This book offers cutting edge thinking on effective leadership processes. It pulls together the thinking of 16 educators with diverse backgrounds and experiences, all of whom hold keen interests in harnessing the forces that can improve educational opportunity for students. The book is intended to stimulate the thinking of every educator who aspires to influence decision-making and to provide direction to their school, district or institution.
Effective school leadership can have a transformative impact on the lives of students. Written by one of the foremost scholars in the field. This book draws lessons from one of the most successful long-term educational leadership studies ever conducted to provide actionable advice and specific strategies. Learn how to: Understand the evidence base to design effective leadership development programs and initiatives Support instructional leaders in leading collaborative inquiry approaches to classroom pedagogy to help teachers convey complex ideas to students Establish Principal Learning Teams to help guide school-wide and districtwide decision-making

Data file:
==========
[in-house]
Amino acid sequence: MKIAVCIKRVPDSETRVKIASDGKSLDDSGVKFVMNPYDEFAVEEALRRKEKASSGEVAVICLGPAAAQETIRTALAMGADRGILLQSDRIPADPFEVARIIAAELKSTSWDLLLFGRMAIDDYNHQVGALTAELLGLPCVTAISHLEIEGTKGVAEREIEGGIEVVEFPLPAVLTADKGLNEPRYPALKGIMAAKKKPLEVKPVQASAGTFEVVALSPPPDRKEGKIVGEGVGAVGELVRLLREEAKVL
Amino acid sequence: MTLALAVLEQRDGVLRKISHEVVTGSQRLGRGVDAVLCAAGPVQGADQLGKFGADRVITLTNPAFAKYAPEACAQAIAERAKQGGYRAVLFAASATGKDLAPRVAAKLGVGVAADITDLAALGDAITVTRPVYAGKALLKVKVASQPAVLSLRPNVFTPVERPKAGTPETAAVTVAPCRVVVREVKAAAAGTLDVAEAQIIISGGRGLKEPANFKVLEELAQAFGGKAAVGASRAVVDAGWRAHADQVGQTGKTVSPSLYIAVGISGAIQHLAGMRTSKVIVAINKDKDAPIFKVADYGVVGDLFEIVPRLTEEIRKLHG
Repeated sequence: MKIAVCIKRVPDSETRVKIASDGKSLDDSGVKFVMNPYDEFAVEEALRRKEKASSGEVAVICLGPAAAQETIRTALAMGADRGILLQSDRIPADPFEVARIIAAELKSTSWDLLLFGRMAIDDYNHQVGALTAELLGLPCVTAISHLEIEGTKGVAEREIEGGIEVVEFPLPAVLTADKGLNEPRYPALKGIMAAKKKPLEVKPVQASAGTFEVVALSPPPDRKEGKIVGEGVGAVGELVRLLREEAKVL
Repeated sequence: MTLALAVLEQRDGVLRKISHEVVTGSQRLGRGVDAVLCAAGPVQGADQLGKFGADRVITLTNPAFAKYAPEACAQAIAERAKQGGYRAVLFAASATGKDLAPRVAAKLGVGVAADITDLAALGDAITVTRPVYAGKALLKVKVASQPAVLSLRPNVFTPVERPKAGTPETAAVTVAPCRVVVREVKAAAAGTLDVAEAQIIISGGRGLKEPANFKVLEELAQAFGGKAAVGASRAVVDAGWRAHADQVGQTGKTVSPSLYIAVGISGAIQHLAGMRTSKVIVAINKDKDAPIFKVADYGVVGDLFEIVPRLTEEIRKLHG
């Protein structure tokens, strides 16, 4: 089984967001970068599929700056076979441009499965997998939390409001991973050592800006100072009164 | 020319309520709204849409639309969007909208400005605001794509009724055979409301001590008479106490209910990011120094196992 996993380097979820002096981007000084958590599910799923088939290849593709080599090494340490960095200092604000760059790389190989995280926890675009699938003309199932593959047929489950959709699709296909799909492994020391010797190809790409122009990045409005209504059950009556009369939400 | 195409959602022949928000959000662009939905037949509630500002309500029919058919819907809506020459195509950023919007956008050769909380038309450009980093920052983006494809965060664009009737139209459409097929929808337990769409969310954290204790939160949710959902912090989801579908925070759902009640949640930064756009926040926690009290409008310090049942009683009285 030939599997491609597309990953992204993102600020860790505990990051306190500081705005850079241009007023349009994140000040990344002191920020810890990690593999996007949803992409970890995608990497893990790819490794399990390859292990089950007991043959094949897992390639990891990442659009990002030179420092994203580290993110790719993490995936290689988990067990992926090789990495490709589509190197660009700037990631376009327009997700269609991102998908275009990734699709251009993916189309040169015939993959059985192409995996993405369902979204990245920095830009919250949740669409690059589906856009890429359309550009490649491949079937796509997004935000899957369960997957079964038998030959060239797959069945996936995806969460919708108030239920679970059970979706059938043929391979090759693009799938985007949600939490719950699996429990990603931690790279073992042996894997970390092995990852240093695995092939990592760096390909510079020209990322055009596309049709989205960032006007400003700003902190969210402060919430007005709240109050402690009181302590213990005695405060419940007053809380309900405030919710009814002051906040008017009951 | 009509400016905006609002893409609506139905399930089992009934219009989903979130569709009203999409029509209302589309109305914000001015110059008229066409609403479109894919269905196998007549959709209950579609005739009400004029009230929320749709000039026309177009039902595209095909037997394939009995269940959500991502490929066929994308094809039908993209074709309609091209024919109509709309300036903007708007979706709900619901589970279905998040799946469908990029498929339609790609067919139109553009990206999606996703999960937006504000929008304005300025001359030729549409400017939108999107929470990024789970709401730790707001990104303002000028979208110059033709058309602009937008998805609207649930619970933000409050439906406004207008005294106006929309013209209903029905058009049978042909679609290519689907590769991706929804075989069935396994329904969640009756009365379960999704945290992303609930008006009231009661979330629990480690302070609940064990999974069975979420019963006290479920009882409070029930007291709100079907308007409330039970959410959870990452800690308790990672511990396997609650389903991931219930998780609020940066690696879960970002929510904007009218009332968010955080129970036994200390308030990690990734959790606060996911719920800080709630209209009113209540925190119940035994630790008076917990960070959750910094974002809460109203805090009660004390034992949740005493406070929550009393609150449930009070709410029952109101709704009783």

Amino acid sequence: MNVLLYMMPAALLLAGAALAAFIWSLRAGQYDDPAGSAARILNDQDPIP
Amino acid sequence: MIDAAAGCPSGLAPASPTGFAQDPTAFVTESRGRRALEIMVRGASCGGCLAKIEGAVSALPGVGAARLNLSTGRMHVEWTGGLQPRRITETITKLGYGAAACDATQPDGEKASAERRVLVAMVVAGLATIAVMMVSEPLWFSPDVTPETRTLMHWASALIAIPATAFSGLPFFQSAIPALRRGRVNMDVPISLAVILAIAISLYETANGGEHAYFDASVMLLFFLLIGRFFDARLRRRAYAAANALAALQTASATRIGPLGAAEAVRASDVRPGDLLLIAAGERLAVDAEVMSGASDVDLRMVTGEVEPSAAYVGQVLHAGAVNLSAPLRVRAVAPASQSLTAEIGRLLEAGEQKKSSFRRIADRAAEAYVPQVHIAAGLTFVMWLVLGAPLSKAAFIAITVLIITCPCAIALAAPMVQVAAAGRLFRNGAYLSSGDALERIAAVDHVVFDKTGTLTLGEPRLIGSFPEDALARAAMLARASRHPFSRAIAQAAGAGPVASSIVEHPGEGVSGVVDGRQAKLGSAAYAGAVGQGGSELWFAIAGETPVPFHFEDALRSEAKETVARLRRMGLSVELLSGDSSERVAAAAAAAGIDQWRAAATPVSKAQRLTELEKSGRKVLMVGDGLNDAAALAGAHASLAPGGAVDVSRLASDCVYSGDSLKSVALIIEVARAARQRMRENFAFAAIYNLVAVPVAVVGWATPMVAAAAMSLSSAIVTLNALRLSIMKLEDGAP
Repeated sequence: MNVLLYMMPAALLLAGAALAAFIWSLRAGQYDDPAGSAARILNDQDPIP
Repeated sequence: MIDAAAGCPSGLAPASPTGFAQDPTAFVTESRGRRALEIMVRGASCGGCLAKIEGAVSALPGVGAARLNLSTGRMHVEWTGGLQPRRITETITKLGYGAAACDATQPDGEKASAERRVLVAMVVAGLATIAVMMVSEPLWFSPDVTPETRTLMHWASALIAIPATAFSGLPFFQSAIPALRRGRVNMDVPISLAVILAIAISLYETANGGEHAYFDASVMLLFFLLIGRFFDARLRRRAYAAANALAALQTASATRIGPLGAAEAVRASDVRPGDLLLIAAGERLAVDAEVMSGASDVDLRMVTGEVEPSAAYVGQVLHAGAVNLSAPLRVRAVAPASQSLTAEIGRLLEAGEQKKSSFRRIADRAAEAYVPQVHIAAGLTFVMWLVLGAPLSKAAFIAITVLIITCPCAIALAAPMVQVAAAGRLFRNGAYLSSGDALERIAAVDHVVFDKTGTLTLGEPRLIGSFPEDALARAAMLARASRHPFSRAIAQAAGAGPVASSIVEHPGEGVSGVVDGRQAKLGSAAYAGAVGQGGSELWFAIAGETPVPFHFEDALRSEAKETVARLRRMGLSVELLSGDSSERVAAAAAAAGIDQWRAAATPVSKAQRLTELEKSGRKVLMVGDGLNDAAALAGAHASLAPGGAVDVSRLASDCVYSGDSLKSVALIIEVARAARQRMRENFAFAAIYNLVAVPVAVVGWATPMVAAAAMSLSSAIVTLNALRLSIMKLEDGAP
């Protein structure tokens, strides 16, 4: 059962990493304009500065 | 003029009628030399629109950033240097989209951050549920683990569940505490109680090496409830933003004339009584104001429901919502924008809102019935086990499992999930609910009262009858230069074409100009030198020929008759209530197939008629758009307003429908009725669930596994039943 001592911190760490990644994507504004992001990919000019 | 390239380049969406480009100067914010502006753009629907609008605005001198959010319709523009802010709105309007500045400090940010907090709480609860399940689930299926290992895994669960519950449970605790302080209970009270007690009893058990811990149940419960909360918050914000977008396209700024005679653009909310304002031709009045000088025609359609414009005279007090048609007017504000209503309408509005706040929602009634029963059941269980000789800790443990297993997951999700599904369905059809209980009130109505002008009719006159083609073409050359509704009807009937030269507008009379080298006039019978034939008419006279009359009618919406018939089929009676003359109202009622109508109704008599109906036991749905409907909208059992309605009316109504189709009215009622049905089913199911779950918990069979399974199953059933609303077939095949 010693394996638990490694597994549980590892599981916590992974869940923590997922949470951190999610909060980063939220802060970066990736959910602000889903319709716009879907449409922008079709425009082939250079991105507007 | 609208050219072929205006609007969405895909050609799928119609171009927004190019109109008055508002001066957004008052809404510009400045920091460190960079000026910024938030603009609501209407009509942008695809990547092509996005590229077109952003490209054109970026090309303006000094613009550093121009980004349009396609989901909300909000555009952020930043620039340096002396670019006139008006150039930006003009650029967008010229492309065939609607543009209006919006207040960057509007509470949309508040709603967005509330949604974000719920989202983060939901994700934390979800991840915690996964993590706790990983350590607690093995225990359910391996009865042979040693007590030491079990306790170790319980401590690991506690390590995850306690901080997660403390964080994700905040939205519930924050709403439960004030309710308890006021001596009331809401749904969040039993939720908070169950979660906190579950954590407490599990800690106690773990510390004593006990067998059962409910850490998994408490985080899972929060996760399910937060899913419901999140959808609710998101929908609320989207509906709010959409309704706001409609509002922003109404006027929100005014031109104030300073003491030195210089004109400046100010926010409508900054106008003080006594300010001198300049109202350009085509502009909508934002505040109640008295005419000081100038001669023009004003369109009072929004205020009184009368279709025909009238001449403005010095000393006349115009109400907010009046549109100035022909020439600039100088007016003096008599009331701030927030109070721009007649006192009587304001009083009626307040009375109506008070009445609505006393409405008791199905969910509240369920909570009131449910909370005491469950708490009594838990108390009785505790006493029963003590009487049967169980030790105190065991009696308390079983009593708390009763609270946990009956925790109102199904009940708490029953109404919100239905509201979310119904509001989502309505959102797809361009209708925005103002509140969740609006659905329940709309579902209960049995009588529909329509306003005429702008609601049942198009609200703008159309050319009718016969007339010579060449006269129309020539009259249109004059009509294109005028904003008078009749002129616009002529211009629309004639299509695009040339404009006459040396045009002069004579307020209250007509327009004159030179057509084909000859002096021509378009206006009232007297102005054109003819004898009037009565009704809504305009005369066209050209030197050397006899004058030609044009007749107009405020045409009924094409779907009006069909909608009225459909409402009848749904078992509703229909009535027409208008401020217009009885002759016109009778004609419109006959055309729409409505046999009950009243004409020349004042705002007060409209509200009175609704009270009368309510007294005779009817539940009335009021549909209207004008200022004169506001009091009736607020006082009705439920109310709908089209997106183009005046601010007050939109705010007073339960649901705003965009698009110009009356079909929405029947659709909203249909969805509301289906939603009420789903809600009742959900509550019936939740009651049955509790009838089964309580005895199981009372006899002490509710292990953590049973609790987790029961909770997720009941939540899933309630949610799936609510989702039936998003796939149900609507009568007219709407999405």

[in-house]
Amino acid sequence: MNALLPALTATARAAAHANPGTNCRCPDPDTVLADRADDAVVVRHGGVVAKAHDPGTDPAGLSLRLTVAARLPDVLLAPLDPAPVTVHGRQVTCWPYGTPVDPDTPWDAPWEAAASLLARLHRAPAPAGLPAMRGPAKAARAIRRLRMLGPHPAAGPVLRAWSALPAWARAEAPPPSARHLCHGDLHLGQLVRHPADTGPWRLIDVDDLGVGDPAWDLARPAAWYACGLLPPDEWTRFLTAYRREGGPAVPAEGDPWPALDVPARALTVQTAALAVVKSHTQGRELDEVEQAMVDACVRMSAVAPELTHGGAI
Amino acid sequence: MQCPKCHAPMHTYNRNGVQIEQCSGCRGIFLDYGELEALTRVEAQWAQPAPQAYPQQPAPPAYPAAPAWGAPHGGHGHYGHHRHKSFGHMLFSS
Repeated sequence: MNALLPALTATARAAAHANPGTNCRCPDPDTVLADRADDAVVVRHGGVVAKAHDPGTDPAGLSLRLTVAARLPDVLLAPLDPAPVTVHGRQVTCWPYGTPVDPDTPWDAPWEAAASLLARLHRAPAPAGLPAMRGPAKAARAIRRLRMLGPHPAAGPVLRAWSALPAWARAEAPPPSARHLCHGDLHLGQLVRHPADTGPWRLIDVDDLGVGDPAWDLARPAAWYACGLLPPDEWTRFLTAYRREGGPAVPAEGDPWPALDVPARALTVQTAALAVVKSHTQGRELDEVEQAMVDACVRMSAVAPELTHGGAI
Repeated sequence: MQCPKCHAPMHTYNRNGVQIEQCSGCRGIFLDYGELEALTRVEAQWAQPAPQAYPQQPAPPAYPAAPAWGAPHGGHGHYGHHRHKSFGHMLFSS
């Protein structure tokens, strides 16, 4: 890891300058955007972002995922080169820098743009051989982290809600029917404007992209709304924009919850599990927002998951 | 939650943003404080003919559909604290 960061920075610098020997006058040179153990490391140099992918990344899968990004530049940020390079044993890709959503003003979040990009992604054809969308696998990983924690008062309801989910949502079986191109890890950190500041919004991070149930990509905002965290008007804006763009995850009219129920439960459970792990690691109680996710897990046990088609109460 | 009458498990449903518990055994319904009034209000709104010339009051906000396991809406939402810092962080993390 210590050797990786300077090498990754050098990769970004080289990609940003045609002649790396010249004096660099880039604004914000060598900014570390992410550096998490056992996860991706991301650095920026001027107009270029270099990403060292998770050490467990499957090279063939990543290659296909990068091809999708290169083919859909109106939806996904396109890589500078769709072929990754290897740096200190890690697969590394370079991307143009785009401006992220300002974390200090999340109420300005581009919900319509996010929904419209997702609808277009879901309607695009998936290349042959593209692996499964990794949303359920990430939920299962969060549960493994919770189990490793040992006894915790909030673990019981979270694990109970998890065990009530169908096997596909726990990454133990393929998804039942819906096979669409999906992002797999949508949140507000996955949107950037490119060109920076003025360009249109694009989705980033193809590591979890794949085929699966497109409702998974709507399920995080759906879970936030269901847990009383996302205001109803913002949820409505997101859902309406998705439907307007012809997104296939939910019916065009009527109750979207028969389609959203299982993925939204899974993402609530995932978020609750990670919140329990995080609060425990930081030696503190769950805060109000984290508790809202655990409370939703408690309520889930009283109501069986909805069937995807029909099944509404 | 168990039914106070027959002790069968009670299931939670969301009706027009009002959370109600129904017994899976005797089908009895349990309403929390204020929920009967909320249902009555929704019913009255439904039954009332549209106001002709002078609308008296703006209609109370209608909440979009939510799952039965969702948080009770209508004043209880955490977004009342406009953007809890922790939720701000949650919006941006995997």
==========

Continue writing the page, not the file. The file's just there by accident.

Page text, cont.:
This well-researched resource draws on the collaborative work between researchers and school practitioners to offer teaching strategies that promote deep understanding and higher-order thinking in students.
The change in paradigm in our field is away from the great man or woman theory of leadership and the teacher in his or her own classroom to the development of learning communities which value differences and support critical reflection and encourage members to question, challenge, and debate teaching and learning issues. How to achieve such learning communities is far from clear, but we believe the areas of problem-based learning (PBL) and organizational learning (OL) offer valuable clues. The indications are that the successful educational restructuring agenda depends on teams of leaders, whole staffs and school personnel, working together (i.e., OL) linking evidence and practice in genuine collaboration (i.e., PBL). The book is unique in that it is both about and uses these two concepts.